Thursday, June 18, 2015

Corydon’s Complaint

But Virgil’s songs are pure, except that horrid one
Beginning with ‘Formosum Pastor Corydon.’

Byron, Don Juan, I.42.

The shepherd Corydon burned hopelessly
for handsome Alex, darling of his lord.
He’d often go alone into a grove
of shady beeches, where to hills and woods
he’d longingly fling out his useless plea:

“O savage Alex, you ignore my songs!
Why won’t you pity me? You’ll make me die!
The sheep now flee beneath the cooling shade,
green lizards even hide in thornbushes,
and Thestilis grinds up her fragrant herbs:
garlic and thyme for heatstruck harvesters.
But while I trace your steps through burning sun,
the bushes buzz with crickets on my path.
Should I bear Amaryllis in your place?
Her gloomy rage and snooty pride? Perhaps
Menalcas, though he’s dark and you are fair.
(O handsome boy, these colors can deceive!
White privets fall; dark hyacinth gets plucked.)

“But Alex, ah! you don’t ask who I am,
nor how much sheep and snowy milk I own;
a thousand roaming lambs in Sicily,
that is, and fresh milk during cold and heat.
I sing the songs that Amphion used to sing
to woo his flocks on Aracynthus’ slopes.
And I am far from ugly. I just saw
my own reflection in the windless sea:
you’d love me more than Daphnis, lest it lied.

“If only you’d delight to live with me
in wild fields and humble cottages!
We’d spear the deer and drive the goats to graze.
Together in the woods we’d sing like Pan,
who taught us first to join our reeds with wax,
who tends the sheep and them who herd the sheep.
You’d gladly wear your lips down on his pipe
while we played songs Amyntas longs to know!
I have a pipe of seven sloping reeds
that old Damoetas gave me once. He said
before he died—this is now yours
Damoetas said, and dull Amyntas envied me.
I also have two little white-flecked kids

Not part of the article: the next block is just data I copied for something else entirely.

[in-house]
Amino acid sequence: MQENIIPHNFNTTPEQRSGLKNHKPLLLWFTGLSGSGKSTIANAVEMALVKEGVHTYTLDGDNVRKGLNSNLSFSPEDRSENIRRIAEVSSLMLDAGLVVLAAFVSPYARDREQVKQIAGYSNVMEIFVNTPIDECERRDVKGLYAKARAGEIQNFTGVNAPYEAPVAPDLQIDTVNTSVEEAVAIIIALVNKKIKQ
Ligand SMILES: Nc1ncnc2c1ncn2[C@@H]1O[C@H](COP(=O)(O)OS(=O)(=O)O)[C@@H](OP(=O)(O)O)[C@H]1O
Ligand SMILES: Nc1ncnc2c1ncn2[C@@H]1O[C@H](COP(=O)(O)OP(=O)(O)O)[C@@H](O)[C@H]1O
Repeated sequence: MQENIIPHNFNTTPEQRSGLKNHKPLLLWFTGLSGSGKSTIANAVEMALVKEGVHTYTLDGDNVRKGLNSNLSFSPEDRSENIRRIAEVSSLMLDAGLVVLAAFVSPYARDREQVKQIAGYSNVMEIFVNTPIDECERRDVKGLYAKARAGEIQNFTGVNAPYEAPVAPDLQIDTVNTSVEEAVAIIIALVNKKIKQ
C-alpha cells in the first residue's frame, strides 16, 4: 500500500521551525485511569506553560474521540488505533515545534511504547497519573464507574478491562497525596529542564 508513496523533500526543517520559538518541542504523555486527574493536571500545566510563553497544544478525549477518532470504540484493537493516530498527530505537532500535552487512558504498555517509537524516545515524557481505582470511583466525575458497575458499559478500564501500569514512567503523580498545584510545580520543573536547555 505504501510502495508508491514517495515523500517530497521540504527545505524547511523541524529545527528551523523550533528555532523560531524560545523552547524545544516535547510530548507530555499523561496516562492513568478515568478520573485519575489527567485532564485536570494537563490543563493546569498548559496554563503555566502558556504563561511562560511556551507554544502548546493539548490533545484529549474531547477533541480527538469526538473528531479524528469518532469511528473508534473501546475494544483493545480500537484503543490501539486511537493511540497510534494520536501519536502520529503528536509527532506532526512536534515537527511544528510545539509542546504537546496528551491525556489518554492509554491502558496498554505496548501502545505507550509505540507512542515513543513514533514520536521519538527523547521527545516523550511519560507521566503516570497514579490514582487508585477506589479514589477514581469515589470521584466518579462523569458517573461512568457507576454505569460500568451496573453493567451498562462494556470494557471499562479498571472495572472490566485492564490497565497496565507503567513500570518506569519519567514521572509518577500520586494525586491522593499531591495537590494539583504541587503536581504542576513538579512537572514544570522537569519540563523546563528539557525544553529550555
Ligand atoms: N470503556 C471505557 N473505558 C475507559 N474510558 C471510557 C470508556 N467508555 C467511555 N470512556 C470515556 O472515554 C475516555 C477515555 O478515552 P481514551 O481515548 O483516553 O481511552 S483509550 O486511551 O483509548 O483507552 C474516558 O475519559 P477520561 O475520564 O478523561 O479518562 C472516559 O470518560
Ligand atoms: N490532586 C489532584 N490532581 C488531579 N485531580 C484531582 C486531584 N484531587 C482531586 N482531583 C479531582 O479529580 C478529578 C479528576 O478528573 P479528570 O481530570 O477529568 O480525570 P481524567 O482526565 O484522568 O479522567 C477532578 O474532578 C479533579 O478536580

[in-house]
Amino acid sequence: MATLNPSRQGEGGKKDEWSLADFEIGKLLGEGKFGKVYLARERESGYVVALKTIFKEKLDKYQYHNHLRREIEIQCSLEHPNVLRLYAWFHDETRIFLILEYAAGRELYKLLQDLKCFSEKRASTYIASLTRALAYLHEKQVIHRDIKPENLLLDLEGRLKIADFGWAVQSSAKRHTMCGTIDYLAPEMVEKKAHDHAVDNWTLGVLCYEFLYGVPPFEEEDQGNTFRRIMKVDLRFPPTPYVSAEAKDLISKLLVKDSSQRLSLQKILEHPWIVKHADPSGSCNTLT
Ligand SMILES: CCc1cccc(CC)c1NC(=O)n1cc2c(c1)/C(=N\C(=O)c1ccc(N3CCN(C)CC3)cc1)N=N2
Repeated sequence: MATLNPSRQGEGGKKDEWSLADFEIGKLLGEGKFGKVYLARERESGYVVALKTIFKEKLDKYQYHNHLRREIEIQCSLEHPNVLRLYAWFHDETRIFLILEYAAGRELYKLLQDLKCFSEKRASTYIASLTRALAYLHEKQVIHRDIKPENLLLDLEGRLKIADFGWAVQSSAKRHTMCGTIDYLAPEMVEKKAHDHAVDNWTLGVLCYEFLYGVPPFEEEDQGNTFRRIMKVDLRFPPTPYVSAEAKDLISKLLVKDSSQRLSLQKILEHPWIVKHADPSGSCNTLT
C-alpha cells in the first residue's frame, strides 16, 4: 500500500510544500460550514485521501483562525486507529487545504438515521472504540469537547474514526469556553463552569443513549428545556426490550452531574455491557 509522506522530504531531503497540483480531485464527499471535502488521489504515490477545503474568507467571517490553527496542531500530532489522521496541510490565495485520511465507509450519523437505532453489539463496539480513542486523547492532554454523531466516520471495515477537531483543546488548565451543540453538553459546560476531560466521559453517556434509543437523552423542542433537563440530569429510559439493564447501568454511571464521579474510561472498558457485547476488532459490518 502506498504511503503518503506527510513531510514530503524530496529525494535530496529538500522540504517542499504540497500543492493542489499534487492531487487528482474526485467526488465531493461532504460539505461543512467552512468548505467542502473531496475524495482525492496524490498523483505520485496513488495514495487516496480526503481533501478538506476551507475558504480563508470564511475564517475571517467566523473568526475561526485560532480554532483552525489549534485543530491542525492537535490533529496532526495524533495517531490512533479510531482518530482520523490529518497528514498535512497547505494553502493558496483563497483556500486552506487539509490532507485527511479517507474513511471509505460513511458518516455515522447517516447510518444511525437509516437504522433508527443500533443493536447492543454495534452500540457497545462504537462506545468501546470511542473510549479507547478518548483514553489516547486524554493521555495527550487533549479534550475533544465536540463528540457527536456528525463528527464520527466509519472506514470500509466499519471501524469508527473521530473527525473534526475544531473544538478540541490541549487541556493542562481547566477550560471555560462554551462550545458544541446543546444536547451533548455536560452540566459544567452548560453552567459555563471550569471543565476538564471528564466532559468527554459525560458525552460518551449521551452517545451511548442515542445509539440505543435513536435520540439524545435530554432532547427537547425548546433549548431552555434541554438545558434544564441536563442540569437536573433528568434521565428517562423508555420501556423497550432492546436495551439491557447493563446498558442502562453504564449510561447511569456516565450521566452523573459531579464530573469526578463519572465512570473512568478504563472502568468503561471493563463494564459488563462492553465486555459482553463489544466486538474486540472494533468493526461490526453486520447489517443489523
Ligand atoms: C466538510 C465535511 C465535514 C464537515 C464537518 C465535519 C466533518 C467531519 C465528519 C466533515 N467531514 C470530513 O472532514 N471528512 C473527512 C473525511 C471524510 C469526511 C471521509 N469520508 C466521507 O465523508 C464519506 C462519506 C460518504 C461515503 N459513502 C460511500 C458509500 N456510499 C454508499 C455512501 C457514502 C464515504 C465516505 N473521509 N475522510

whom I discovered in a wild dale,
who drain a ewe each day. They’re both for you,
but Thestilis has longed to nab them both,
and I will let her, since you spurn my gifts.

“Come here, my handsome boy, for—look!—the Nymphs
bring basketfuls of lilies. Naïs fair
joins yellow violets and plucked poppy-tops
to narcissus and fragrant dill for you.
She weaves them all with cinnamon;
soft hyacinths with yellow marigolds.
And I’ll add tender peaches, white with down,
and chestnuts that my Amaryllis loved,
and yellow plums, for that fruit’s worthy too.
I’ll also pluck laurel, and myrtle leaves,
which waft sweet odors when they’re both bound up.

“But Alex flouts your gifts, coarse Corydon,
and if we judge by gifts, Iöllas wins.
But ah! I wound myself! My buds are lost
to southern winds, and boars thrash in my pools.

“I madly roam! The gods, too, roamed the woods,
and Trojan Paris. Give Athena towns,
and let me love the woods above all else.
The savage lion hunts the wolf, who hunts
the frisky goat, who hunts the clover-blooms,
and Corydon hunts Alex: each one dragged
by his own lust.

                            “Now look: the oxen pull
their yoked-up plows back home, and shadows creep.
But love still burns me: what can limit love?
What madness holds you fast, ah Corydon!
Your half-pruned vine still drapes the leafy elm.
At least make something useful: take some twigs,
perhaps, and tie them up with grass. 
You’ll find another Alex if you’re scorned.”

—Virgil, Bucolics, II. My translation.